A great deal on a great jig.
When it was first invented, the inventor / friend of mine demonstrated his prototype to me, and I just had to have one, but I had to wait almost 5 months before they reached the stores. I paid a premium to get one from the early production, but it was worth every penny. I love that jig, and I threw about 8 shop made box joint jigs of various designs and sizes in the fire shortly after receiving it. Some made good joints and some were a little loose, but together they took up way too much storage space in my small shop. The I-Box jig replaced them all and takes up about 1/3 of the space. Plus, it's so easy to adjust for any width joint from 1/8" up to about 1". There are many ways to make box joints and I've tried many, but for me, this jig is the only way that I make them now.
The I-Box jig can be used on a router table, but I found that I can get better cuts using it on my table saw. A router bit cuts in both directions, so it really needs a sacrificial backer on both sides of the work to keep tear-out to a minimum. The I-Box jig has a backer for one side of the work included in the design, but you will need to attach a second backer to the face side of your work with double sided tape to get the best cuts with a router bit and you will need a new backer for the face side of every piece cut to get the same great results.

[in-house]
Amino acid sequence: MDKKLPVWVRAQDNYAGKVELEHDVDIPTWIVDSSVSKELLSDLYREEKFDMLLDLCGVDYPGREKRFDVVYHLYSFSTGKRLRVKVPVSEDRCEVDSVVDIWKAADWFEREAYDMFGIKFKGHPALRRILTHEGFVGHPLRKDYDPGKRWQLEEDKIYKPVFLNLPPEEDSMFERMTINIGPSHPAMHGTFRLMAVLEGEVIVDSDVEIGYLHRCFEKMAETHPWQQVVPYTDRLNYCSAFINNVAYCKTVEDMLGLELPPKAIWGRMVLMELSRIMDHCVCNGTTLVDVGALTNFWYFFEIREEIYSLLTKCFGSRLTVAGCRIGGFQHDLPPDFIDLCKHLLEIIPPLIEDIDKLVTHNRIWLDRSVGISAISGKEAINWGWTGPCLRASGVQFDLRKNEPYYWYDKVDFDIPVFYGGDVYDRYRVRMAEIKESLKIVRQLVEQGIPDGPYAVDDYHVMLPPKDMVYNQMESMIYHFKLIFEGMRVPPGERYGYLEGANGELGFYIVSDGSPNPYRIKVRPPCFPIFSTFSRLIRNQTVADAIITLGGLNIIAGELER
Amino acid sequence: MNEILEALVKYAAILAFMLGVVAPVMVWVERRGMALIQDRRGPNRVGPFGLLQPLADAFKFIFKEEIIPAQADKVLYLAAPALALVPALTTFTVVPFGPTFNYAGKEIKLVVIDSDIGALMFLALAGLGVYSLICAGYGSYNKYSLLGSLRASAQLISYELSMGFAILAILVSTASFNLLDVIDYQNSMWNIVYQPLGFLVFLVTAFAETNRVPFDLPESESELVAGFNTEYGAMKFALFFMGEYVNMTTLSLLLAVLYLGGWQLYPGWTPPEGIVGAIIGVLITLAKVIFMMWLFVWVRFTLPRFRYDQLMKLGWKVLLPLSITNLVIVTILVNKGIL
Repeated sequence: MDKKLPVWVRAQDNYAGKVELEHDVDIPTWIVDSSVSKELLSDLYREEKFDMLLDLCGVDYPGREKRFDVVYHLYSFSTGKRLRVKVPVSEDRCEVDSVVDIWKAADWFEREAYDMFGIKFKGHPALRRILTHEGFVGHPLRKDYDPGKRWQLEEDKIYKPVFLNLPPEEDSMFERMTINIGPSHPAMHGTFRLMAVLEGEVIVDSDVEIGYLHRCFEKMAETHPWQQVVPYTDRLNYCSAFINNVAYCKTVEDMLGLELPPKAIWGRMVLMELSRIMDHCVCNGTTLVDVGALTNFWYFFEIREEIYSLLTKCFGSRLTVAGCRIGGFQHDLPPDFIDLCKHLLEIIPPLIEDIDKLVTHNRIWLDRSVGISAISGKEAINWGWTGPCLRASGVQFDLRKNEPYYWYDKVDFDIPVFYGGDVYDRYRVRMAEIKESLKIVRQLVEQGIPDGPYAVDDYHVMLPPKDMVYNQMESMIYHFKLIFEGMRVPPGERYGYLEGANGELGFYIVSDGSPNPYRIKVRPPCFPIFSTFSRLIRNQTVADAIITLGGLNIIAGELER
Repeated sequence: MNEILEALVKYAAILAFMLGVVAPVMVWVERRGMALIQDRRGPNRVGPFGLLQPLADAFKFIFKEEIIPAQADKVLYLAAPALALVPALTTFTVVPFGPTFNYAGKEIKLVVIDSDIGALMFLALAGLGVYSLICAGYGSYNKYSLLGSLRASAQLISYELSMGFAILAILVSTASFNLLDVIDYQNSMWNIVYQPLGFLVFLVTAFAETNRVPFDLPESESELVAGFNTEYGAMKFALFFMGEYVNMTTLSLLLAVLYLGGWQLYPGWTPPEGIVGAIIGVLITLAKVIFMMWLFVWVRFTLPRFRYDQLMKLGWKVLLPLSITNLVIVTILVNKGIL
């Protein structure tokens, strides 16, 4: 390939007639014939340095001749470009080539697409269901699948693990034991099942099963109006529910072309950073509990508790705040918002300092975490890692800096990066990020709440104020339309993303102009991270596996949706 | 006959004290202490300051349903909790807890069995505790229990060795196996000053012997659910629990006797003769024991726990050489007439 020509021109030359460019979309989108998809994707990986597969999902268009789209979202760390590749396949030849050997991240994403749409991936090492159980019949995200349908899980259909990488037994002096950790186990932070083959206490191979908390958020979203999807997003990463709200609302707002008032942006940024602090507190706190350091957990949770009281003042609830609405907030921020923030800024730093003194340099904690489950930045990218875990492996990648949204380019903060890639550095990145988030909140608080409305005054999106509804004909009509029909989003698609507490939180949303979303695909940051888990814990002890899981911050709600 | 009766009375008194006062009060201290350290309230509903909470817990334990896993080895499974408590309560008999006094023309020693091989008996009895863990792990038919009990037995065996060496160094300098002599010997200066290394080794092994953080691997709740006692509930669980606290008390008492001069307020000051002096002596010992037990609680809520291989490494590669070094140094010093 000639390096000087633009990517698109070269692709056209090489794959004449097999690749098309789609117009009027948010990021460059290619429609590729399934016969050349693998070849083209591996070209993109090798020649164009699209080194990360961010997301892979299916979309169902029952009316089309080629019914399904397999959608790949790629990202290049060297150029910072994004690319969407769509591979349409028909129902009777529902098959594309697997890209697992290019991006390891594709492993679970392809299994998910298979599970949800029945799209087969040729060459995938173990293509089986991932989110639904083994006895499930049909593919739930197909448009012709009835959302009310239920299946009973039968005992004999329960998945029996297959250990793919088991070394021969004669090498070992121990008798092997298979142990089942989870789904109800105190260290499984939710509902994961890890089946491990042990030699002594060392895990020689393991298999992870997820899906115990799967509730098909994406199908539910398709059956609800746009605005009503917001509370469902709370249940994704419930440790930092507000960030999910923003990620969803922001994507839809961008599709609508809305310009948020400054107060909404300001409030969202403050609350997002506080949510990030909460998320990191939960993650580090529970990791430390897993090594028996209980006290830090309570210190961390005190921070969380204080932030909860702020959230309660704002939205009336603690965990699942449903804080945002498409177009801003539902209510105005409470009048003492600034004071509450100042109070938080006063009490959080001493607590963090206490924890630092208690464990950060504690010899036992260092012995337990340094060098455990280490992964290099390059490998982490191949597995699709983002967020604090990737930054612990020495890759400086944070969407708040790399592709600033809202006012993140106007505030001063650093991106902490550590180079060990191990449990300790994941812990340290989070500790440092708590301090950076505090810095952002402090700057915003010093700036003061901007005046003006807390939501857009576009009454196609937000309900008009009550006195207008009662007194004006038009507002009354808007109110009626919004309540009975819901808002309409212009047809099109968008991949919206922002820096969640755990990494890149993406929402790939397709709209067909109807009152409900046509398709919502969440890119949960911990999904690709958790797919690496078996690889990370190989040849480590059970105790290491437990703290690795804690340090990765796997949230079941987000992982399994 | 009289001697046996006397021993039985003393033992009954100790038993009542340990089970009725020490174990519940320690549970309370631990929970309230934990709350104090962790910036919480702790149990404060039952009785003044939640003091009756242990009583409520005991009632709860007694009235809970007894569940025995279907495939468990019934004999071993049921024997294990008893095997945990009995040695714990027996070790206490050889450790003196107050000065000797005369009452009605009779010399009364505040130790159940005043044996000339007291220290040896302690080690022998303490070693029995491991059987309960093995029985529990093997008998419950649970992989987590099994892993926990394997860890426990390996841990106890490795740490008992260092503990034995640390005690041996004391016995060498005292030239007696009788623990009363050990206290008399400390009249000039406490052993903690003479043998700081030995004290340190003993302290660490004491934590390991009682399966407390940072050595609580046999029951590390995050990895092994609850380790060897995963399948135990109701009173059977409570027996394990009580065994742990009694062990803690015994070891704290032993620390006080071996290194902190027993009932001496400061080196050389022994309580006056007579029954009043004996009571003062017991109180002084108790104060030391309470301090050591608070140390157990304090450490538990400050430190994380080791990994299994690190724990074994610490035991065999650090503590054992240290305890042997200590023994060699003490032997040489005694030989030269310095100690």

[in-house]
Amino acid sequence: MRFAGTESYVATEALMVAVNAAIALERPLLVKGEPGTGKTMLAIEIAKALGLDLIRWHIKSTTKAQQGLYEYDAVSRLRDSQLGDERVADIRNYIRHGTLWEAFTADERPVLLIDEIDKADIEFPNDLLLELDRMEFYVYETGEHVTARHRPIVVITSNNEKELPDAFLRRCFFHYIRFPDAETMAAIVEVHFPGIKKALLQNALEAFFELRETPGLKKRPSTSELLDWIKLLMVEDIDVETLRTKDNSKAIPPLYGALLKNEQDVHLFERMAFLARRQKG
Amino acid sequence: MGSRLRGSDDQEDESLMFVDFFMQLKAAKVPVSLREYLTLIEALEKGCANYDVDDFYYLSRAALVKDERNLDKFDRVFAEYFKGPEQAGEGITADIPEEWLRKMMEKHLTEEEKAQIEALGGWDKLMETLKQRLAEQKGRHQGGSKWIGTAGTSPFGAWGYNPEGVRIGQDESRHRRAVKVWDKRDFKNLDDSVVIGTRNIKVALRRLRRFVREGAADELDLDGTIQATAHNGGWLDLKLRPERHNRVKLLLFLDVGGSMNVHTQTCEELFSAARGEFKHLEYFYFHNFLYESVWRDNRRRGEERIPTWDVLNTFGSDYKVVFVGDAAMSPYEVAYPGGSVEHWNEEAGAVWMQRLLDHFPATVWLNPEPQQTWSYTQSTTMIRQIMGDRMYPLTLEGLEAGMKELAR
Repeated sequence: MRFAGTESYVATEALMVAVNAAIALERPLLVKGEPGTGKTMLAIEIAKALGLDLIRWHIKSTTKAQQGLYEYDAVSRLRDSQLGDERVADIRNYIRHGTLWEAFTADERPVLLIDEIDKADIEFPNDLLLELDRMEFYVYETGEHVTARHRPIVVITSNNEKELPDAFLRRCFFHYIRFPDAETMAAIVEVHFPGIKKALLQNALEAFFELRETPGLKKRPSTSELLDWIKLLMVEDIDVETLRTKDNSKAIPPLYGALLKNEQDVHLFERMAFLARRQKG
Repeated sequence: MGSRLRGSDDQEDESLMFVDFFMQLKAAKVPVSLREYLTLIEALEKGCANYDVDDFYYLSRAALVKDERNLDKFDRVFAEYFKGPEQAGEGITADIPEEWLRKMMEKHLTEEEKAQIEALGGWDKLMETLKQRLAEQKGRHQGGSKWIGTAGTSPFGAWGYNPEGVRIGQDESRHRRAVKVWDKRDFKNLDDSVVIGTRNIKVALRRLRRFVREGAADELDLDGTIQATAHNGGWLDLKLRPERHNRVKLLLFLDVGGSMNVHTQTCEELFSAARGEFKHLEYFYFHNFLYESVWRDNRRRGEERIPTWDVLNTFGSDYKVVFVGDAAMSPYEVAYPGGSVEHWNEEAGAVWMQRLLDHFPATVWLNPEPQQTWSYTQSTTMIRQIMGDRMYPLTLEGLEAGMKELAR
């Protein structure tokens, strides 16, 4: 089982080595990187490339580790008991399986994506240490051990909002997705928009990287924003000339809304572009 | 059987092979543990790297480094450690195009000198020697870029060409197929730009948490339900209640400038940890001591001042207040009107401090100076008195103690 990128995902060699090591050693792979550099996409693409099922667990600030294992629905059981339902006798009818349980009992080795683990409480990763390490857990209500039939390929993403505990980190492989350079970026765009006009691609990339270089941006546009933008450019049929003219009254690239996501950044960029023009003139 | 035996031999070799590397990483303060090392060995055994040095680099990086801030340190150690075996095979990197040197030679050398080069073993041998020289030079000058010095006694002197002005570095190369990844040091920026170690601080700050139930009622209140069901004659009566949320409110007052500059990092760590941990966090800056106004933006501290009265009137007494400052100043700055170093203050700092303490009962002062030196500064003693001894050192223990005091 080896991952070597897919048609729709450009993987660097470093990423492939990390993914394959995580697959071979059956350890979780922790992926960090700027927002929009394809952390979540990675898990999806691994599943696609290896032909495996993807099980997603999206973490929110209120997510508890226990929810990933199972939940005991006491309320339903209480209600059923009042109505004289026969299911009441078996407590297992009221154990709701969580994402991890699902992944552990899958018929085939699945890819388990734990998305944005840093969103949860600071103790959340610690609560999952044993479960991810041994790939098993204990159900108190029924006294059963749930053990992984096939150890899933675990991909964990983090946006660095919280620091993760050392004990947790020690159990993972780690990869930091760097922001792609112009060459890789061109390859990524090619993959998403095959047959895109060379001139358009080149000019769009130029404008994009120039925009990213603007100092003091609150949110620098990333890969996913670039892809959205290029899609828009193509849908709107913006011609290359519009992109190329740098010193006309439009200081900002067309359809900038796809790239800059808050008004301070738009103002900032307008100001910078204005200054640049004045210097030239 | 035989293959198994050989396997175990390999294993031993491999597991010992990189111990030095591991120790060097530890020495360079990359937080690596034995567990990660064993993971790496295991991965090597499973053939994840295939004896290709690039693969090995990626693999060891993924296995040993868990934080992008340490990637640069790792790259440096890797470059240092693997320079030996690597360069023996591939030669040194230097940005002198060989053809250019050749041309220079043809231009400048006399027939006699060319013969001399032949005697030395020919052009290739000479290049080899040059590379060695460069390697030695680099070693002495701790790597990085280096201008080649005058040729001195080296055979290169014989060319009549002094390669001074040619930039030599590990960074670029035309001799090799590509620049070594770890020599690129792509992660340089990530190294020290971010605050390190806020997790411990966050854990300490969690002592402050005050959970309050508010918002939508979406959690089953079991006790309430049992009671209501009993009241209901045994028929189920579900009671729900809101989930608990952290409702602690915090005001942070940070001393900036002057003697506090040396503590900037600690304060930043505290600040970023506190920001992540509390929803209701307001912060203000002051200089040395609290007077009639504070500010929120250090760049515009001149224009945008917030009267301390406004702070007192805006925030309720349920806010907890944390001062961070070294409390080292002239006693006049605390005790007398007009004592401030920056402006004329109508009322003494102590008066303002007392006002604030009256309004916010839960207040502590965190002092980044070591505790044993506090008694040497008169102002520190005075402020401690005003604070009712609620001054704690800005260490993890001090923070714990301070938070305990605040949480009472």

Pair the I-Box jig with your table saw and a Freud SBOX8 blade set or equivalent for 1/4" and 3/8" cuts, or a Freud LM72R008 or equivalent FTG type blade for 1/8" cuts and it makes some beautiful box joints. I rarely make box joints larger than 3/8", but have used my Freud SD608 Dado blade set for a few boxes and had good results too. They just don't have the perfectly square, flat bottomed cuts that these other blades can produce.
I know the inventor, but I have no other connection to him or Incra. I do like his I-Box jig though.
Central North Carolina